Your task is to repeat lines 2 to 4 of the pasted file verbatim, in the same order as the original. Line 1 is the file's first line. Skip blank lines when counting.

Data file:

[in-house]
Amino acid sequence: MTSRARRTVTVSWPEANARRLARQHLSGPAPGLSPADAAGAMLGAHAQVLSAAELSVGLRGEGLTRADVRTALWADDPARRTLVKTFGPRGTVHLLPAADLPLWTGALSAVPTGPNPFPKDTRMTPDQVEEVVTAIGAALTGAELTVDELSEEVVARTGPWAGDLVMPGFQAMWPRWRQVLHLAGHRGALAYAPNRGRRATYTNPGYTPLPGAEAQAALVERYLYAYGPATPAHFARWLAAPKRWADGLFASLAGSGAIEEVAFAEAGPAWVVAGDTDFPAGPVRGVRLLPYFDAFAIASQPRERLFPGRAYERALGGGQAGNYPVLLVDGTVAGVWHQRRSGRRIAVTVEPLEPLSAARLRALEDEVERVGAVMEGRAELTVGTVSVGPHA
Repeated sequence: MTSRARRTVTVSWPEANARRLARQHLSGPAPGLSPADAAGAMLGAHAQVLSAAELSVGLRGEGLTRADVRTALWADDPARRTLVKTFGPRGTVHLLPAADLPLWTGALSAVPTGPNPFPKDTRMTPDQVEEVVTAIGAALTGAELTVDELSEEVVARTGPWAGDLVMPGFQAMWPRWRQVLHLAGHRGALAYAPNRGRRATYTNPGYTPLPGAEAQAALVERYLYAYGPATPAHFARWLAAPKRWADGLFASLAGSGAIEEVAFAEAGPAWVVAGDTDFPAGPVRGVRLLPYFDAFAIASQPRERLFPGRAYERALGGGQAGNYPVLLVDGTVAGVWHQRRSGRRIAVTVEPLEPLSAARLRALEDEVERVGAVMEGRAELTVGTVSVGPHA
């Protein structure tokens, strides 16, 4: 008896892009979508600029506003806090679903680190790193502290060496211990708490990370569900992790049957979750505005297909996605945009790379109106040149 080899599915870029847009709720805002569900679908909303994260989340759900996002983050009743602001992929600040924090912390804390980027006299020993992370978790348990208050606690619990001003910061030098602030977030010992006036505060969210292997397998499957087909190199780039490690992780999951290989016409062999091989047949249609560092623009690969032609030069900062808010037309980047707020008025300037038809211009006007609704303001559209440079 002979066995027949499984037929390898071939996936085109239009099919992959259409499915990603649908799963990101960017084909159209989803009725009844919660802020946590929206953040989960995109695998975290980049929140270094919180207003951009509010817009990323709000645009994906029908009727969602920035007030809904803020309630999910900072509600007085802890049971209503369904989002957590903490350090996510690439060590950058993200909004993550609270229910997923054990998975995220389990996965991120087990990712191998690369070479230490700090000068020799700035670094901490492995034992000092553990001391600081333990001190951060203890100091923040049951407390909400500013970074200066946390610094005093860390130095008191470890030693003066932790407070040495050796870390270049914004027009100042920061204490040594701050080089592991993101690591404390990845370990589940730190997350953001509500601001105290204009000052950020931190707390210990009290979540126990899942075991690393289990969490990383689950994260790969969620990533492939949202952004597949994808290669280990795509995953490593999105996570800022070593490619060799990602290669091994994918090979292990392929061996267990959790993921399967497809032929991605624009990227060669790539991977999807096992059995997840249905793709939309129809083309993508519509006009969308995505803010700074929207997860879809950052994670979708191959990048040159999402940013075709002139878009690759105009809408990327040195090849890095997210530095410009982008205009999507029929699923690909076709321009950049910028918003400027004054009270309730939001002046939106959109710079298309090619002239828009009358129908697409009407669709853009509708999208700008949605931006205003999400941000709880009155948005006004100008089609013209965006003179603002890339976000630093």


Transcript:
Amino acid sequence: MTSRARRTVTVSWPEANARRLARQHLSGPAPGLSPADAAGAMLGAHAQVLSAAELSVGLRGEGLTRADVRTALWADDPARRTLVKTFGPRGTVHLLPAADLPLWTGALSAVPTGPNPFPKDTRMTPDQVEEVVTAIGAALTGAELTVDELSEEVVARTGPWAGDLVMPGFQAMWPRWRQVLHLAGHRGALAYAPNRGRRATYTNPGYTPLPGAEAQAALVERYLYAYGPATPAHFARWLAAPKRWADGLFASLAGSGAIEEVAFAEAGPAWVVAGDTDFPAGPVRGVRLLPYFDAFAIASQPRERLFPGRAYERALGGGQAGNYPVLLVDGTVAGVWHQRRSGRRIAVTVEPLEPLSAARLRALEDEVERVGAVMEGRAELTVGTVSVGPHA
Repeated sequence: MTSRARRTVTVSWPEANARRLARQHLSGPAPGLSPADAAGAMLGAHAQVLSAAELSVGLRGEGLTRADVRTALWADDPARRTLVKTFGPRGTVHLLPAADLPLWTGALSAVPTGPNPFPKDTRMTPDQVEEVVTAIGAALTGAELTVDELSEEVVARTGPWAGDLVMPGFQAMWPRWRQVLHLAGHRGALAYAPNRGRRATYTNPGYTPLPGAEAQAALVERYLYAYGPATPAHFARWLAAPKRWADGLFASLAGSGAIEEVAFAEAGPAWVVAGDTDFPAGPVRGVRLLPYFDAFAIASQPRERLFPGRAYERALGGGQAGNYPVLLVDGTVAGVWHQRRSGRRIAVTVEPLEPLSAARLRALEDEVERVGAVMEGRAELTVGTVSVGPHA
């Protein structure tokens, strides 16, 4: 008896892009979508600029506003806090679903680190790193502290060496211990708490990370569900992790049957979750505005297909996605945009790379109106040149 080899599915870029847009709720805002569900679908909303994260989340759900996002983050009743602001992929600040924090912390804390980027006299020993992370978790348990208050606690619990001003910061030098602030977030010992006036505060969210292997397998499957087909190199780039490690992780999951290989016409062999091989047949249609560092623009690969032609030069900062808010037309980047707020008025300037038809211009006007609704303001559209440079 002979066995027949499984037929390898071939996936085109239009099919992959259409499915990603649908799963990101960017084909159209989803009725009844919660802020946590929206953040989960995109695998975290980049929140270094919180207003951009509010817009990323709000645009994906029908009727969602920035007030809904803020309630999910900072509600007085802890049971209503369904989002957590903490350090996510690439060590950058993200909004993550609270229910997923054990998975995220389990996965991120087990990712191998690369070479230490700090000068020799700035670094901490492995034992000092553990001391600081333990001190951060203890100091923040049951407390909400500013970074200066946390610094005093860390130095008191470890030693003066932790407070040495050796870390270049914004027009100042920061204490040594701050080089592991993101690591404390990845370990589940730190997350953001509500601001105290204009000052950020931190707390210990009290979540126990899942075991690393289990969490990383689950994260790969969620990533492939949202952004597949994808290669280990795509995953490593999105996570800022070593490619060799990602290669091994994918090979292990392929061996267990959790993921399967497809032929991605624009990227060669790539991977999807096992059995997840249905793709939309129809083309993508519509006009969308995505803010700074929207997860879809950052994670979708191959990048040159999402940013075709002139878009690759105009809408990327040195090849890095997210530095410009982008205009999507029929699923690909076709321009950049910028918003400027004054009270309730939001002046939106959109710079298309090619002239828009009358129908697409009407669709853009509708999208700008949605931006205003999400941000709880009155948005006004100008089609013209965006003179603002890339976000630093």